Mate lowered me off the end of the rope on the first route we did at Buoux, a route on the Styx wall that was a touch over 25m - obv being our first ever trip abroad we were using twin 50m half ropes. Classic punters  :lol:. Got lucky and didn't hurt myself. Least we weren't on La Plage or sum such!!

Another time, I was shunting a route at Rivelin whilst waiting for a partner to turn up.  I'd set up as a top rope, but just put a fig 8 in and was shunting on one side of it.  Spotted mate walking up through the trees, got to top of route and undid fig 8 so that we could top rope it.  Got chatting to mate then, as Id done the previous couple of times, lent back to just ab back down. Of course, no fig 8 anymore.  Luckily I realised just as I was leaning back and beginning to fall, and just, and I mean just, managed to grab the Krab before I was on my way backward from the top of the crag...  :slap:
That was one of the 9 gone.

Duma

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Nothing compared to some of these but I've twice got to the lower offs and realised I was tied in to the leg loops only. Not sure what that'd be like if I'd fallen but it must at a minimum increase the chances of flipping over and smacking your head in a fall.

Oldmanmatt

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I can confirm that dropping the rope while threading the anchor is deeply embarrassing.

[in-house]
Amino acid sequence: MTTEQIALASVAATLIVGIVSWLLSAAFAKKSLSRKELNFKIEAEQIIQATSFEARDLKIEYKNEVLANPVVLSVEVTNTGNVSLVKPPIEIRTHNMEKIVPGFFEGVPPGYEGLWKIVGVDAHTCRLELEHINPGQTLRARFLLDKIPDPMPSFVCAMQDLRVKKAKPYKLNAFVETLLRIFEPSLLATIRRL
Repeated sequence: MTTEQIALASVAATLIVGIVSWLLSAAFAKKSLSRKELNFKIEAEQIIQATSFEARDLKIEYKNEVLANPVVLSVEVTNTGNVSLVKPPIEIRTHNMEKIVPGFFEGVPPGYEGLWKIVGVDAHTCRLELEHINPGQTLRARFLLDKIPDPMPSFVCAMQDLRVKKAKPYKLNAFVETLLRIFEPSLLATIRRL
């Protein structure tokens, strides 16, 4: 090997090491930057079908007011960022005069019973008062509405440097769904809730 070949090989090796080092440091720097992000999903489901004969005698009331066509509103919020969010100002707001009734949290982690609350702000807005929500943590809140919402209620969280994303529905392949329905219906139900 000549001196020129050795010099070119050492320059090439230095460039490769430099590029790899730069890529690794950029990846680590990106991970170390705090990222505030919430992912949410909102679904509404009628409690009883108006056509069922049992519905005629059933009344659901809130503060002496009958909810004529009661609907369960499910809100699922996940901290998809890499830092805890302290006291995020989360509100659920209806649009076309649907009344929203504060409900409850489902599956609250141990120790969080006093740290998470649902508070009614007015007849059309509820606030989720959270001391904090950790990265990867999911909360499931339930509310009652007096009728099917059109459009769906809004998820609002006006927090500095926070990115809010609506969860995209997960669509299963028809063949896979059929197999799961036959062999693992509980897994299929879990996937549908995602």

:lol:

And the best bit is, it's totally up to your mates how long they leave you there before coming to the rescue.

Verdon.


1990.

Tried to retreat after biting off more than we could chew + incredibly inexperienced at multipitch.

7 hrs and some minutes.

No clip sticks. Belay was a stitch plate. Long before mobile phones.

Second had to Ab down to bottom, hike back to car, drive round and ab back down the route...

Double roped everything multipitch from then on.

And I thought it was bad doing it on one of those Cheedale buttresses topped by almost inaccessible vertical jungle.

Still better than Dunc McPhearson and Ian Holmes (anyone remember him from the Foundry, early days?), possibly that same summer or the next; getting benighted on the top pitch of some god forsakenly polished 6c. No torches, tee shirts and shorts. Under a small roof about 15-20 mtrs below the rim. Dunc had wandered off route in the dark. Horrendously run out, freezing and unable to down climb (or move).